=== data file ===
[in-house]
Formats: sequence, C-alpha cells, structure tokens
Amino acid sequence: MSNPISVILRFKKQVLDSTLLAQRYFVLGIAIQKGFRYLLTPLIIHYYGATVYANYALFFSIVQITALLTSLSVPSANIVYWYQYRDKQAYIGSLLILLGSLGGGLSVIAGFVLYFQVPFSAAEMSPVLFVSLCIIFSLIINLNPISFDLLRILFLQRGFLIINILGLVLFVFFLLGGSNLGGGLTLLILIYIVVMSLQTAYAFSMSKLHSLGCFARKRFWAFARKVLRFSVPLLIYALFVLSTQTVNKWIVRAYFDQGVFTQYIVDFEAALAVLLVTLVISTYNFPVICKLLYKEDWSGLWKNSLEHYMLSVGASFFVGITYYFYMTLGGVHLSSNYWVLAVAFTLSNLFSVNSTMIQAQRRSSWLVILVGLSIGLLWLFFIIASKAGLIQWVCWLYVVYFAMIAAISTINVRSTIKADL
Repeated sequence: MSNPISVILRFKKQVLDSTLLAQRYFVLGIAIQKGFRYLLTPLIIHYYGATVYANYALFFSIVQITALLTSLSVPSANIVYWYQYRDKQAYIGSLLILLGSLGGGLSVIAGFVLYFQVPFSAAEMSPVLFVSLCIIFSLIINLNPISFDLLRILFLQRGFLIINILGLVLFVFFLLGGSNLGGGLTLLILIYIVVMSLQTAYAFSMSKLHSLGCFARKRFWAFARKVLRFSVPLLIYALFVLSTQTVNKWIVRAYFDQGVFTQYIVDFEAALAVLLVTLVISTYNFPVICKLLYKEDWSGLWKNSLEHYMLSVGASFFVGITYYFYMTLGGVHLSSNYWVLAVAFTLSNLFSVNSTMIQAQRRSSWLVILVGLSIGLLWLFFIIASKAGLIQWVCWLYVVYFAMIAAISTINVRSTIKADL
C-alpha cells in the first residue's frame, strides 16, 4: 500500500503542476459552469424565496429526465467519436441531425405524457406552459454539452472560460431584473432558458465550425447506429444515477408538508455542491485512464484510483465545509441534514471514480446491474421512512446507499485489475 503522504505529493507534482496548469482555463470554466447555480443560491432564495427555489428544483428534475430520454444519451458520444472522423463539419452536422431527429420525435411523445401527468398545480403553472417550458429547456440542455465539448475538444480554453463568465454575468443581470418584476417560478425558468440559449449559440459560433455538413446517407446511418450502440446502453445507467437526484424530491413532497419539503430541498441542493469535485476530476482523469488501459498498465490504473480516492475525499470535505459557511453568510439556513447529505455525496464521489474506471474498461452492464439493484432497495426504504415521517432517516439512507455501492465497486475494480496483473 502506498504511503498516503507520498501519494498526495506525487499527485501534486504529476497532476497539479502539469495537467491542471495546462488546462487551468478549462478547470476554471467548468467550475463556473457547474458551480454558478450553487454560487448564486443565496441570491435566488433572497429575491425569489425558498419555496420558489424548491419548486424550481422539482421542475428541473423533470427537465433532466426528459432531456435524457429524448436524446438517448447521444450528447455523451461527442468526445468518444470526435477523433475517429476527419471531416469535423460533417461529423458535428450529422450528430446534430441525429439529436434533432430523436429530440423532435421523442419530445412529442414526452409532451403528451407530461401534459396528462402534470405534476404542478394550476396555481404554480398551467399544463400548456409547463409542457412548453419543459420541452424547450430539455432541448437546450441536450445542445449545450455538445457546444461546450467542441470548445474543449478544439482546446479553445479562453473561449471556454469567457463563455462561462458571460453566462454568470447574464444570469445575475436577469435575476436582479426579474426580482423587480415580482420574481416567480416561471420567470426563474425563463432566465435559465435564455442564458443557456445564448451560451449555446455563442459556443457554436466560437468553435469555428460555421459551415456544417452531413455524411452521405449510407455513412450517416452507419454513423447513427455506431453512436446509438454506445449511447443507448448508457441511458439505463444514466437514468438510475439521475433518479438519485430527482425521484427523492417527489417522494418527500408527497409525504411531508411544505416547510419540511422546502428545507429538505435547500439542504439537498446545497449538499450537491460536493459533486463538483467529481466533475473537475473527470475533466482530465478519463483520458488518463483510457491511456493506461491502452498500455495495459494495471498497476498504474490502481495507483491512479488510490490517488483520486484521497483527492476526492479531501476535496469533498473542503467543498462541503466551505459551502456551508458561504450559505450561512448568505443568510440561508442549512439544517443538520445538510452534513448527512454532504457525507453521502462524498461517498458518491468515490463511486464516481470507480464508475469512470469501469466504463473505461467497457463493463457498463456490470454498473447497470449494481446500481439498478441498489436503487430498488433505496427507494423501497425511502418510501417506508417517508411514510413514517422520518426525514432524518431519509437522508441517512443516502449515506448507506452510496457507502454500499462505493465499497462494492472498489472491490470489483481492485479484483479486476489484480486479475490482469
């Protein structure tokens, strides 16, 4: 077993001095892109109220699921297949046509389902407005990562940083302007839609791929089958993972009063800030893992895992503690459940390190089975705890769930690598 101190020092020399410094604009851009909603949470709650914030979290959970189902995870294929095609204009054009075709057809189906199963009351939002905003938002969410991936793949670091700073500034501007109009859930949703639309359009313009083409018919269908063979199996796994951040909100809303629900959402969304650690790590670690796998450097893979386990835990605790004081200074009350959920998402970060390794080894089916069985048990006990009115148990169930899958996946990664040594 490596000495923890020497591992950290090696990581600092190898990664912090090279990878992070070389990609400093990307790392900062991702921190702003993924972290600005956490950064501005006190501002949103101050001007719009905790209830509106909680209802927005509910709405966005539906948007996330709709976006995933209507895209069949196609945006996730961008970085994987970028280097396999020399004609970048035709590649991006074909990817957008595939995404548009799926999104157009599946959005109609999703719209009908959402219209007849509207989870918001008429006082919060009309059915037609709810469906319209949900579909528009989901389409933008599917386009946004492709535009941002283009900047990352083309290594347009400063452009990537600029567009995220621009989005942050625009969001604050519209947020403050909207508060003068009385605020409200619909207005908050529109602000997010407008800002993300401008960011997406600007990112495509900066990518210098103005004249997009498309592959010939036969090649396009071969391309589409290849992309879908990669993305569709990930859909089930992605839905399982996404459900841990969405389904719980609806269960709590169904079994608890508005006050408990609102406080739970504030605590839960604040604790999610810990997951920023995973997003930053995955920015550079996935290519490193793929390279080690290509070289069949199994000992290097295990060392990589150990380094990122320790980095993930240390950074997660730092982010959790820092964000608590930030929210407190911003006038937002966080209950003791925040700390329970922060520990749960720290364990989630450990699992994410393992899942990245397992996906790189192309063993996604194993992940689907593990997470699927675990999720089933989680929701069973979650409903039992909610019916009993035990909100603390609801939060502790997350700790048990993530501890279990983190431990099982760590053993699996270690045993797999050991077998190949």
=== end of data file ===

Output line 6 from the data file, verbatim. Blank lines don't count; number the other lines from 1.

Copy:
């Protein structure tokens, strides 16, 4: 077993001095892109109220699921297949046509389902407005990562940083302007839609791929089958993972009063800030893992895992503690459940390190089975705890769930690598 101190020092020399410094604009851009909603949470709650914030979290959970189902995870294929095609204009054009075709057809189906199963009351939002905003938002969410991936793949670091700073500034501007109009859930949703639309359009313009083409018919269908063979199996796994951040909100809303629900959402969304650690790590670690796998450097893979386990835990605790004081200074009350959920998402970060390794080894089916069985048990006990009115148990169930899958996946990664040594 490596000495923890020497591992950290090696990581600092190898990664912090090279990878992070070389990609400093990307790392900062991702921190702003993924972290600005956490950064501005006190501002949103101050001007719009905790209830509106909680209802927005509910709405966005539906948007996330709709976006995933209507895209069949196609945006996730961008970085994987970028280097396999020399004609970048035709590649991006074909990817957008595939995404548009799926999104157009599946959005109609999703719209009908959402219209007849509207989870918001008429006082919060009309059915037609709810469906319209949900579909528009989901389409933008599917386009946004492709535009941002283009900047990352083309290594347009400063452009990537600029567009995220621009989005942050625009969001604050519209947020403050909207508060003068009385605020409200619909207005908050529109602000997010407008800002993300401008960011997406600007990112495509900066990518210098103005004249997009498309592959010939036969090649396009071969391309589409290849992309879908990669993305569709990930859909089930992605839905399982996404459900841990969405389904719980609806269960709590169904079994608890508005006050408990609102406080739970504030605590839960604040604790999610810990997951920023995973997003930053995955920015550079996935290519490193793929390279080690290509070289069949199994000992290097295990060392990589150990380094990122320790980095993930240390950074997660730092982010959790820092964000608590930030929210407190911003006038937002966080209950003791925040700390329970922060520990749960720290364990989630450990699992994410393992899942990245397992996906790189192309063993996604194993992940689907593990997470699927675990999720089933989680929701069973979650409903039992909610019916009993035990909100603390609801939060502790997350700790048990993530501890279990983190431990099982760590053993699996270690045993797999050991077998190949």